SWHR continues to fulfill its mission to improve the health of all women through science, advocacy, and education, with scientific meetings, policy briefings and public education campaigns. Below list some of SWHR’s important accomplishments over the past 25 years.

  • 2015

    • SWHR commemorates 25 years of transforming women’s health and honors the accomplishments of several champions of women’s health at its annual gala.
    • SWHR forms the Interdisciplinary Network on Urological Health in Women, aiming to raise awareness on the impact of bladder health on women’s well-being across the lifespan.
    • SWHR and the Endocrine Society host a Congressional briefing on the importance of including female subjects in both preclinical and clinical biomedical research, which could potentially revolutionize medical research and scientific discovery.
    • SWHR convenes a two-day conference solely focused on women’s cardiac health to discuss nontraditional risk factors that predispose younger women to cardiovascular disease.
    • SWHR, in partnership with fourteen prestigious healthcare provider organizations, establishes a new coalition, The Patient’s Alliance for Drug Safety Protections, to advance the knowledge of Risk Evaluation and Mitigation Strategies as a vital tool in improving public health and patient safety.
  • 2014

    • As required under FDASIA, FDA releases an “Action Plan to Enhance the Collection and Availability of Demographic Subgroup Data” and launches a dedicated website from six studies reflecting a two-month period to make transparent the percentage of female and minority participation in clinical trials for medications intended for all populations. SWHR releases a white paper on the new NIH policies requiring investigators to address sex and gender issues in the design and conduct of NIH-funded preclinical studies differences.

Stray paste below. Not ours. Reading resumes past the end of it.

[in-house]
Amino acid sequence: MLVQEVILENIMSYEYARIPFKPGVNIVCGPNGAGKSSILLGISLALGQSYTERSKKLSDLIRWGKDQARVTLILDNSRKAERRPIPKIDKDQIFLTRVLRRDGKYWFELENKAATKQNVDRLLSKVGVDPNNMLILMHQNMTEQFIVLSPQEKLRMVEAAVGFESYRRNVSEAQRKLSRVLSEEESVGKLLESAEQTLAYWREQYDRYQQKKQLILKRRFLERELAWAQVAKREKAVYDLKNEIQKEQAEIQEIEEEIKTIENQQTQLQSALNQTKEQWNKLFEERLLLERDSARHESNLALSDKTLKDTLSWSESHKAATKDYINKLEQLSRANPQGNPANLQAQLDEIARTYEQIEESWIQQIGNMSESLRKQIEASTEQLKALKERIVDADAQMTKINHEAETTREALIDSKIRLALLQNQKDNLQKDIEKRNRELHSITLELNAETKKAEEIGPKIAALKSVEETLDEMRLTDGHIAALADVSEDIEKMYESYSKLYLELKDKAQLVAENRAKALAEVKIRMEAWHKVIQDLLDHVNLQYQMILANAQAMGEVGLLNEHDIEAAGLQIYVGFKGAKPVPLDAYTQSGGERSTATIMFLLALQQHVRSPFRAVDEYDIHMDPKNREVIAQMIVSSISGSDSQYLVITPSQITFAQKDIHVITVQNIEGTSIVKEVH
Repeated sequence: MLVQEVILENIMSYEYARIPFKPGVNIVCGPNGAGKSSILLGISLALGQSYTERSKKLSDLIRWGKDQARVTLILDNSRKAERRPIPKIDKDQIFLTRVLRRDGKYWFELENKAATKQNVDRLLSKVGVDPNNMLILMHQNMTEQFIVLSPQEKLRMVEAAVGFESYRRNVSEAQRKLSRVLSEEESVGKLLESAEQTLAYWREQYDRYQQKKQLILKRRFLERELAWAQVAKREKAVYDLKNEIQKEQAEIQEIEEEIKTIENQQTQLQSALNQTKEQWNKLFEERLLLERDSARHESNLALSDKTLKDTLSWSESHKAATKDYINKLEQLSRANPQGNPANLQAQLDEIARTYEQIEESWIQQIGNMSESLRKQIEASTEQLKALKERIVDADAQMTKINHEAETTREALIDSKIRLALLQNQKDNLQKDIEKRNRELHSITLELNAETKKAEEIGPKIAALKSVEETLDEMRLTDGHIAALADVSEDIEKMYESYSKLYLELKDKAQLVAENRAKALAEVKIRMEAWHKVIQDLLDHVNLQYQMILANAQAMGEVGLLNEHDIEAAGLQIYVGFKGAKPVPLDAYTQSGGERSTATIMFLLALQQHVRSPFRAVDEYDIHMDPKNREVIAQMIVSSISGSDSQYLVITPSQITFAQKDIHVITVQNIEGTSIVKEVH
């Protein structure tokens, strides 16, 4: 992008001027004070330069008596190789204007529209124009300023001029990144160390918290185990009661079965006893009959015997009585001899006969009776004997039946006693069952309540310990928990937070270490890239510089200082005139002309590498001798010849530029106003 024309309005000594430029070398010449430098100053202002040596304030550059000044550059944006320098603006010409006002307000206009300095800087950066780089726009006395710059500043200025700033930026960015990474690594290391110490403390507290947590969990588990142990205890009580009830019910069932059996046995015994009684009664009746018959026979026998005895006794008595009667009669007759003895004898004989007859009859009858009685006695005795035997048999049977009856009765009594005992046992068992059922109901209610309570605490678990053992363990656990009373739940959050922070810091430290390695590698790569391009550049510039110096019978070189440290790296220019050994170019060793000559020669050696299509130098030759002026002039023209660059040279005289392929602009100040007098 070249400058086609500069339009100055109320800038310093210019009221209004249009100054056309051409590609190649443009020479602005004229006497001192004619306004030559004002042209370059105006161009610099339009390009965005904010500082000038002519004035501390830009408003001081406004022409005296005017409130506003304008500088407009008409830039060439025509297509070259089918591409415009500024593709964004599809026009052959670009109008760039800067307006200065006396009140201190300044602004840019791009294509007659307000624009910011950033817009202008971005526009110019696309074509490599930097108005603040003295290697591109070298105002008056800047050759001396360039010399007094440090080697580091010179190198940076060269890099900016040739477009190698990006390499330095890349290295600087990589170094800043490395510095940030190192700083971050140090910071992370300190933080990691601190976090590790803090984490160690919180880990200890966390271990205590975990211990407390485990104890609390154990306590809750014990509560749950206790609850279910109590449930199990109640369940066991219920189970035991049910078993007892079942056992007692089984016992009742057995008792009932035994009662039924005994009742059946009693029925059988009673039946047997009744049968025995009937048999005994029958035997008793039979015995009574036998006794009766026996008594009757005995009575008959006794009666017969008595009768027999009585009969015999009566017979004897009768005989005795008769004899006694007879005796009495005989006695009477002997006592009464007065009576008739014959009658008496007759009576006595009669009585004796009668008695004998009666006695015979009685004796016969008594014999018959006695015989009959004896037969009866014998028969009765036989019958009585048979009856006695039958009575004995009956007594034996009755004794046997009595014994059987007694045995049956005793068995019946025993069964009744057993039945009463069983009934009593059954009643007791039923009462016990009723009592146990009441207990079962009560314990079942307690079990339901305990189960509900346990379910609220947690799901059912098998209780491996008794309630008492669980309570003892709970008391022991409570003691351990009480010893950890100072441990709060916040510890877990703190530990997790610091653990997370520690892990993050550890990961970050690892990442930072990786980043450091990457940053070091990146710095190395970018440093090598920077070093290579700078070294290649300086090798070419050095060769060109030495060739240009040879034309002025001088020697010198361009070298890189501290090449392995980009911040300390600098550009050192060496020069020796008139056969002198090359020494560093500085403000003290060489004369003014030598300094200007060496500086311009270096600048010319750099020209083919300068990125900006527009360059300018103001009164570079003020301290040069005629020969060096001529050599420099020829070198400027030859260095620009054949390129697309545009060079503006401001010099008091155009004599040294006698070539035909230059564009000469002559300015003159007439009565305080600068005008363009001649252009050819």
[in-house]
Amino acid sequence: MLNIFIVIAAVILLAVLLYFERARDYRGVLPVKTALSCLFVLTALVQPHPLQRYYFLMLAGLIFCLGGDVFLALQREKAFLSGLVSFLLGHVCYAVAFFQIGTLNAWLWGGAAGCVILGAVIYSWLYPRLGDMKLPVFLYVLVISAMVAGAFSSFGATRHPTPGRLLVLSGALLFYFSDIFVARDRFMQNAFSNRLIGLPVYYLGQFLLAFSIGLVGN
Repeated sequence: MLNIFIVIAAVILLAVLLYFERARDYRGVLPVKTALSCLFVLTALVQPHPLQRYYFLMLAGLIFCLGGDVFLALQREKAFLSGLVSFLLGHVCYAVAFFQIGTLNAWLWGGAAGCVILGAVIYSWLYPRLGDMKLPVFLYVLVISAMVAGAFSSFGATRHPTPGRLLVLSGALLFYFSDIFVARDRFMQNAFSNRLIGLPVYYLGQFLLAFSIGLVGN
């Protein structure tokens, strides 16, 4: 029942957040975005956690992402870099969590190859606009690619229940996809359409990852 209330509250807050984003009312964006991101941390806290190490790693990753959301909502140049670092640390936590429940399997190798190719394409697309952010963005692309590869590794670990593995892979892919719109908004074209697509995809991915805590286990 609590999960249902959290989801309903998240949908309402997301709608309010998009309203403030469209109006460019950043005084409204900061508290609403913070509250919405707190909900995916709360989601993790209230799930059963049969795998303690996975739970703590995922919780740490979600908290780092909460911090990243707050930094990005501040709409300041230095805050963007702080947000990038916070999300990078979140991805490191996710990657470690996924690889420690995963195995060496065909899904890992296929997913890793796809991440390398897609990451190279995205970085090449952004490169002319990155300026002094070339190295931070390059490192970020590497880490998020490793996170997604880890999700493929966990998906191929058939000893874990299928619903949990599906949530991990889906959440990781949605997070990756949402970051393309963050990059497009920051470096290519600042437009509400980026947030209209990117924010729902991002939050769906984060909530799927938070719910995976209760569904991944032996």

• SWHR releases groundbreaking survey on what women want in breast cancer screening. The survey finds that cost and lack of insurance are biggest barriers to mammograms.
  • 2013

    • FDA Releases the report “Collection, Analysis, and Availability of Demographic Subgroup Data for FDA-Approved Medical Products,” as required by FDASIA, that examines the collection, analysis and public availability of data on how approved medical products affect women, minorities and ethnic groups.
    • SWHR in partnership with the American Medical Women’s Association, the American College of Women’s Health Physicians, and the Laura Bush Institute for Women’s Health, founds the Sex and Gender Women’s Health Collaborative.
    • SWHR launches the Interdisciplinary Network on the Link between Domestic Violence and Chronic Disease to focus attention on approaches to minimize the chronic health consequences of domestic violence in women. The network concludes in 2015.